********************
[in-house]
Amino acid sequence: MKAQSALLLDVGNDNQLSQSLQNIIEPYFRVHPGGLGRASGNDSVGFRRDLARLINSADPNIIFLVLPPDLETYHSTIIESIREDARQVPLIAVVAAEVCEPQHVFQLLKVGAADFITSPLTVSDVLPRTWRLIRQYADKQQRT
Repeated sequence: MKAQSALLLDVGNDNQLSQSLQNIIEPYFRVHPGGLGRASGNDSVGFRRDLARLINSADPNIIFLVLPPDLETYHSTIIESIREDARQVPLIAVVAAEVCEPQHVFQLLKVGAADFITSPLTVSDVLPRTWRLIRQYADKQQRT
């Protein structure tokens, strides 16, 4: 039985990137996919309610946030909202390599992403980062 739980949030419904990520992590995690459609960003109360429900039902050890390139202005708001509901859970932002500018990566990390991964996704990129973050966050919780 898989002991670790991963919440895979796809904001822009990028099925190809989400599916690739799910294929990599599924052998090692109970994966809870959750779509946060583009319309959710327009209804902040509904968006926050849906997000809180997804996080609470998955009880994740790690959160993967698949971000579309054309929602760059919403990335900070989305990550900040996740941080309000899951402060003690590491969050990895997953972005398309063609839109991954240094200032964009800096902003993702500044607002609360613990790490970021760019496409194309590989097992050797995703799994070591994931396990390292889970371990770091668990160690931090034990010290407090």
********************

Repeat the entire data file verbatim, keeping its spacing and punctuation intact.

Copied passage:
[in-house]
Amino acid sequence: MKAQSALLLDVGNDNQLSQSLQNIIEPYFRVHPGGLGRASGNDSVGFRRDLARLINSADPNIIFLVLPPDLETYHSTIIESIREDARQVPLIAVVAAEVCEPQHVFQLLKVGAADFITSPLTVSDVLPRTWRLIRQYADKQQRT
Repeated sequence: MKAQSALLLDVGNDNQLSQSLQNIIEPYFRVHPGGLGRASGNDSVGFRRDLARLINSADPNIIFLVLPPDLETYHSTIIESIREDARQVPLIAVVAAEVCEPQHVFQLLKVGAADFITSPLTVSDVLPRTWRLIRQYADKQQRT
């Protein structure tokens, strides 16, 4: 039985990137996919309610946030909202390599992403980062 739980949030419904990520992590995690459609960003109360429900039902050890390139202005708001509901859970932002500018990566990390991964996704990129973050966050919780 898989002991670790991963919440895979796809904001822009990028099925190809989400599916690739799910294929990599599924052998090692109970994966809870959750779509946060583009319309959710327009209804902040509904968006926050849906997000809180997804996080609470998955009880994740790690959160993967698949971000579309054309929602760059919403990335900070989305990550900040996740941080309000899951402060003690590491969050990895997953972005398309063609839109991954240094200032964009800096902003993702500044607002609360613990790490970021760019496409194309590989097992050797995703799994070591994931396990390292889970371990770091668990160690931090034990010290407090």